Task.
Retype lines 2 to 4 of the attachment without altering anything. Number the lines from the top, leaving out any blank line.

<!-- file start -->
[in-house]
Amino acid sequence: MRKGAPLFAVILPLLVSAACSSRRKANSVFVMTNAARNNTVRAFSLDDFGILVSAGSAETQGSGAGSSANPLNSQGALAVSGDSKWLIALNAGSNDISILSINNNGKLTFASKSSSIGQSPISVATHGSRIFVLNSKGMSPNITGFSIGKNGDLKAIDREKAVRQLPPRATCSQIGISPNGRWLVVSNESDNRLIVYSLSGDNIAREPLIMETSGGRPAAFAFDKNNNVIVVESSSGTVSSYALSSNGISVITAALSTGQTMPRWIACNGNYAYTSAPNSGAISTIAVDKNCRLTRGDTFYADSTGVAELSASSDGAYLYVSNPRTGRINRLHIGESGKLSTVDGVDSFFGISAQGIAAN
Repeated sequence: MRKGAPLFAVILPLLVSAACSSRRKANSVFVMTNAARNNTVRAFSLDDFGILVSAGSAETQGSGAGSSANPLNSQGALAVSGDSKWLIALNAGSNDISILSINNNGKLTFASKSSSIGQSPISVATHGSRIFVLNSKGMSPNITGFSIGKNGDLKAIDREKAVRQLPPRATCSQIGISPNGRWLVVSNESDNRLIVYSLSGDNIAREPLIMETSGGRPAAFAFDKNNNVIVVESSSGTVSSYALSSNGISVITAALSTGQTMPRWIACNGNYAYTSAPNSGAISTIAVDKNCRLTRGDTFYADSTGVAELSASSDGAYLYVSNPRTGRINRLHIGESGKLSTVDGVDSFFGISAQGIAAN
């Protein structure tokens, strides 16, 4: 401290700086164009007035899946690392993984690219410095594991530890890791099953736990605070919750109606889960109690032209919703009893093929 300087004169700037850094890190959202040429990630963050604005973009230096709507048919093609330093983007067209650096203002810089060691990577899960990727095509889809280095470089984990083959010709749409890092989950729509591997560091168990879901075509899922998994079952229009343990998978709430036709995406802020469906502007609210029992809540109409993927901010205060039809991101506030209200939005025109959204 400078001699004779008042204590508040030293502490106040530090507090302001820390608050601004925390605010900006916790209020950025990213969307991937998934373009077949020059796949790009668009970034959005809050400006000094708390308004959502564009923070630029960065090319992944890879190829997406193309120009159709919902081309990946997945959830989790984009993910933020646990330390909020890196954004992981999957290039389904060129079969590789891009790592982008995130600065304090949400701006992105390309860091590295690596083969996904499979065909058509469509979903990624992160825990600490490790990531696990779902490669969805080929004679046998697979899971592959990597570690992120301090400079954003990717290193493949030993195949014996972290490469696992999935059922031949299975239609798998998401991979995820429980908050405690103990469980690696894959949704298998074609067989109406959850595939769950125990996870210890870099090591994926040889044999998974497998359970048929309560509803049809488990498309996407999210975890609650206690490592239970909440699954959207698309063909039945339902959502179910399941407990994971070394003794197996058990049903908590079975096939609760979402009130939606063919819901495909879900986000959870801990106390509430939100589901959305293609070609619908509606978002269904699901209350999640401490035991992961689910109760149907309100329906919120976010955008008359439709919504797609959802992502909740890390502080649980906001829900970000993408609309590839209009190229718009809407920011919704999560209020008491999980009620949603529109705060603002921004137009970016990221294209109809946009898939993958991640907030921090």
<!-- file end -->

Amino acid sequence: MRKGAPLFAVILPLLVSAACSSRRKANSVFVMTNAARNNTVRAFSLDDFGILVSAGSAETQGSGAGSSANPLNSQGALAVSGDSKWLIALNAGSNDISILSINNNGKLTFASKSSSIGQSPISVATHGSRIFVLNSKGMSPNITGFSIGKNGDLKAIDREKAVRQLPPRATCSQIGISPNGRWLVVSNESDNRLIVYSLSGDNIAREPLIMETSGGRPAAFAFDKNNNVIVVESSSGTVSSYALSSNGISVITAALSTGQTMPRWIACNGNYAYTSAPNSGAISTIAVDKNCRLTRGDTFYADSTGVAELSASSDGAYLYVSNPRTGRINRLHIGESGKLSTVDGVDSFFGISAQGIAAN
Repeated sequence: MRKGAPLFAVILPLLVSAACSSRRKANSVFVMTNAARNNTVRAFSLDDFGILVSAGSAETQGSGAGSSANPLNSQGALAVSGDSKWLIALNAGSNDISILSINNNGKLTFASKSSSIGQSPISVATHGSRIFVLNSKGMSPNITGFSIGKNGDLKAIDREKAVRQLPPRATCSQIGISPNGRWLVVSNESDNRLIVYSLSGDNIAREPLIMETSGGRPAAFAFDKNNNVIVVESSSGTVSSYALSSNGISVITAALSTGQTMPRWIACNGNYAYTSAPNSGAISTIAVDKNCRLTRGDTFYADSTGVAELSASSDGAYLYVSNPRTGRINRLHIGESGKLSTVDGVDSFFGISAQGIAAN
């Protein structure tokens, strides 16, 4: 401290700086164009007035899946690392993984690219410095594991530890890791099953736990605070919750109606889960109690032209919703009893093929 300087004169700037850094890190959202040429990630963050604005973009230096709507048919093609330093983007067209650096203002810089060691990577899960990727095509889809280095470089984990083959010709749409890092989950729509591997560091168990879901075509899922998994079952229009343990998978709430036709995406802020469906502007609210029992809540109409993927901010205060039809991101506030209200939005025109959204 400078001699004779008042204590508040030293502490106040530090507090302001820390608050601004925390605010900006916790209020950025990213969307991937998934373009077949020059796949790009668009970034959005809050400006000094708390308004959502564009923070630029960065090319992944890879190829997406193309120009159709919902081309990946997945959830989790984009993910933020646990330390909020890196954004992981999957290039389904060129079969590789891009790592982008995130600065304090949400701006992105390309860091590295690596083969996904499979065909058509469509979903990624992160825990600490490790990531696990779902490669969805080929004679046998697979899971592959990597570690992120301090400079954003990717290193493949030993195949014996972290490469696992999935059922031949299975239609798998998401991979995820429980908050405690103990469980690696894959949704298998074609067989109406959850595939769950125990996870210890870099090591994926040889044999998974497998359970048929309560509803049809488990498309996407999210975890609650206690490592239970909440699954959207698309063909039945339902959502179910399941407990994971070394003794197996058990049903908590079975096939609760979402009130939606063919819901495909879900986000959870801990106390509430939100589901959305293609070609619908509606978002269904699901209350999640401490035991992961689910109760149907309100329906919120976010955008008359439709919504797609959802992502909740890390502080649980906001829900970000993408609309590839209009190229718009809407920011919704999560209020008491999980009620949603529109705060603002921004137009970016990221294209109809946009898939993958991640907030921090």